Project description:The mammalian cochlea undergoes a highly dynamic process of growth and innervation during development. This process includes spiral ganglion neuron (SGN) branch refinement, a process whereby Type I SGNs undergo a phase of "debranching" before forming unramified synaptic contacts with inner hair cells. Using Sox2 CreERT2 and R26R tdTomato as a strategy to genetically label individual SGNs in mice of both sexes, we report on both a time course of SGN branch refinement and a role for P2rx3 in this process. P2rx3 is an ionotropic ATP receptor that was recently implicated in outer hair cell spontaneous activity and Type II SGN synapse development (Ceriani et al., 2019), but its function in Type I SGN development is unknown. Here, we demonstrate that P2rx3 is expressed by Type I SGNs and hair cells during developmental periods that coincide with SGN branching refinement. P2rx3 null mice show SGNs with more complex branching patterns on their peripheral synaptic terminals and near their cell bodies around the time of birth. Loss of P2rx3 does not appear to confer general changes in axon outgrowth or hair cell formation, and alterations in branching complexity appear to mostly recover by postnatal day (P)6. However, when we examined the distribution of Type I SGN subtypes using antibodies that bind Calb2, Calb1, and Pou4f1, we found that P2rx3 null mice showed an increased proportion of SGNs that express Calb2. These data suggest P2rx3 may be necessary for normal Type I SGN differentiation in addition to serving a role in branch refinement.
Project description:Spontaneous bursts of activity in developing sensory pathways promote maturation of neurons, refinement of neuronal connections, and assembly of appropriate functional networks. In the developing auditory system, inner hair cells (IHCs) spontaneously fire Ca(2+) spikes, each of which is transformed into a mini-burst of action potentials in spiral ganglion neurons (SGNs). Here we show that NMDARs are expressed in SGN dendritic terminals and play a critical role during transmission of activity from IHCs to SGNs before hearing onset. NMDAR activation enhances glutamate-mediated Ca(2+) influx at dendritic terminals, promotes repetitive firing of individual SGNs in response to each synaptic event, and enhances coincident activity of neighboring SGNs that will eventually encode similar frequencies of sound. Loss of NMDAR signaling from SGNs reduced their survival both in vivo and in vitro, revealing that spontaneous activity in the prehearing cochlea promotes maturation of auditory circuitry through periodic activation of NMDARs in SGNs.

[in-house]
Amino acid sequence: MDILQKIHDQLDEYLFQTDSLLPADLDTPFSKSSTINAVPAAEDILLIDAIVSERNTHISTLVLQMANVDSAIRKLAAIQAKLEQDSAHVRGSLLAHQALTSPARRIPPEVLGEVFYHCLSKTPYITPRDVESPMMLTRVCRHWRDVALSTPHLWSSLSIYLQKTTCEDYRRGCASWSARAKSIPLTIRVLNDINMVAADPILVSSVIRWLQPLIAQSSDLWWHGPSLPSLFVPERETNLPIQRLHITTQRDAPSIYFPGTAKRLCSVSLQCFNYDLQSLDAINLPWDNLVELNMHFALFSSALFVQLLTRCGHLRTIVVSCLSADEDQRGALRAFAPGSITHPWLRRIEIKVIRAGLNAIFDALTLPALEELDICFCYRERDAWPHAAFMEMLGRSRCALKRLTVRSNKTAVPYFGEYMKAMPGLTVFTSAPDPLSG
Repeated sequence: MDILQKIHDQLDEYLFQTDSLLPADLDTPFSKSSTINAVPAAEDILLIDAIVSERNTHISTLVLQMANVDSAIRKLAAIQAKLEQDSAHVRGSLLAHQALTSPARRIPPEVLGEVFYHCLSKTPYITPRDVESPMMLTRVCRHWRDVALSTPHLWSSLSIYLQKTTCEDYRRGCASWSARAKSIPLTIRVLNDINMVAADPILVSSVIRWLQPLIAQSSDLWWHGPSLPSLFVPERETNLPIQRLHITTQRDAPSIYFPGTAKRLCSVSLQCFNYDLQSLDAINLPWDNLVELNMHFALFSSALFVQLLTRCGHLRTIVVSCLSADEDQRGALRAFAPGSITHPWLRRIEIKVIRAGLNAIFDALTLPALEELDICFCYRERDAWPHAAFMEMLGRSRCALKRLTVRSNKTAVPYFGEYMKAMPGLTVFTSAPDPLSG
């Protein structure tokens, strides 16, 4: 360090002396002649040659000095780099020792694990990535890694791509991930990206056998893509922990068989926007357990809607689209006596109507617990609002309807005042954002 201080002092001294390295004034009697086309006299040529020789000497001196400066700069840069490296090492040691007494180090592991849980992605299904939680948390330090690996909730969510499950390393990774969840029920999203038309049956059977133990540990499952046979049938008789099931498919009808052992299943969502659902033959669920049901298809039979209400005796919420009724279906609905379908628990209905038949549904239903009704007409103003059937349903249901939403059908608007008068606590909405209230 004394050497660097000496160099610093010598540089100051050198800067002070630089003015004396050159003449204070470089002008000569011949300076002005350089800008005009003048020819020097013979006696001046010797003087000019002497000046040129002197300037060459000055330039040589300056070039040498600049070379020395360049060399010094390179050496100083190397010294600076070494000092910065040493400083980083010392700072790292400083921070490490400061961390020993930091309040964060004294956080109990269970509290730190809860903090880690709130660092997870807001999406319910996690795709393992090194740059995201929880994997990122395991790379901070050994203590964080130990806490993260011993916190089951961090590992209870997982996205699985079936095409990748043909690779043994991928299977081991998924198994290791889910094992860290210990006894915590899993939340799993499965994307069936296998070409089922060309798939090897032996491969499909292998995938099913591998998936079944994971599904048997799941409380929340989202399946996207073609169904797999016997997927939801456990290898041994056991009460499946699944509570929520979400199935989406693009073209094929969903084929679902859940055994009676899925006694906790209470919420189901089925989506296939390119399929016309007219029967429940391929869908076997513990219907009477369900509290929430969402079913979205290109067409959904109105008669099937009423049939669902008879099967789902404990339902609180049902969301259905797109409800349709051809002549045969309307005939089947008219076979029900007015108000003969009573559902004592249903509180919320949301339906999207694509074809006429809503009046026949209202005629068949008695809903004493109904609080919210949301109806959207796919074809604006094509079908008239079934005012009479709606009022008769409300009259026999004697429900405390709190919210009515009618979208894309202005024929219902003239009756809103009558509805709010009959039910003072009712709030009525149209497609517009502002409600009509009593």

Project description:In the mammalian cochlea, spiral ganglion neurons (SGNs) relay the acoustic information to the central auditory circuits. Degeneration of SGNs is a major cause of sensorineural hearing loss and severely affects the effectiveness of cochlear implant therapy. Cochlear glial cells are able to form spheres and differentiate into neurons <i>in vitro</i>. However, the identity of these progenitor cells is elusive, and it is unclear how to differentiate these cells toward functional SGNs. In this study, we found that Sox2<sup>+</sup> subpopulation of cochlear glial cells preserves high potency of neuronal differentiation. Interestingly, Sox2 expression was downregulated during neuronal differentiation and Sox2 overexpression paradoxically inhibited neuronal differentiation. Our data suggest that Sox2<sup>+</sup> glial cells are potent SGN progenitor cells, a phenotype independent of Sox2 expression. Furthermore, we identified a combination of small molecules that not only promoted neuronal differentiation of Sox2<sup>-</sup> glial cells, but also removed glial cell identity and promoted the maturation of the induced neurons (iNs) toward SGN fate. In summary, we identified Sox2<sup>+</sup> glial subpopulation with high neuronal potency and small molecules inducing neuronal differentiation toward SGNs.
Project description:Macroautophagy/autophagy dysfunction is associated with many neurodegenerative diseases. TFEB (transcription factor EB), an important molecule that regulates lysosomal and autophagy function, is regarded as a potential target for treating some neurodegenerative diseases. However, the relationship between autophagy dysfunction and spiral ganglion neuron (SGN) degeneration and the role of TFEB in SGN degeneration has not yet been established. Here, we showed that in degenerated SGNs, induced by sensory epithelial cell loss in the cochlea of mice following kanamycin and furosemide administration, the lipofuscin area and oxidative stress level were increased, the nuclear-to-cytoplasmic TFEB ratio was decreased, and the late stage of autophagic flux was impaired. After autophagy dysfunction was partially ameliorated with an MTOR inhibitor, which promoted TFEB translocation into the nucleus from the cytoplasm, we found that the lysosomal deficits were significantly relieved, the oxidative stress level was reduced, and the density of surviving SGNs and auditory nerve fibers was increased. The results in the present study reveal that autophagy dysfunction is an important component of SGN degeneration, and TFEB may be a potential target for attenuating SGN degeneration following sensory epithelial cell loss in the cochlea of mice. Abbreviations: 3-NT: 3-nitrotyrosine; 4-HNE: 4-hydroxynonenal; 8-OHdG: 8-hydroxy-2'-deoxyguanosine; ABR: auditory brainstem response; APP: amyloid beta (A4) precursor protein; CLEAR: coordinated lysosomal expression and regulation; CTSB: cathespin B; CTSD: cathespin D; SAMR1: senescence-accelerated mouse/resistance 1; SAMP8: senescence-accelerated mouse/prone 8; MAPK1/ERK2: mitogen-activated protein kinase 1; MTOR: mechanistic target of rapamycin kinase; SGN: spiral ganglion neuron; SQSTM1/p62: sequestosome 1; TEM: transmission electron microscope; TFEB: transcription factor EB.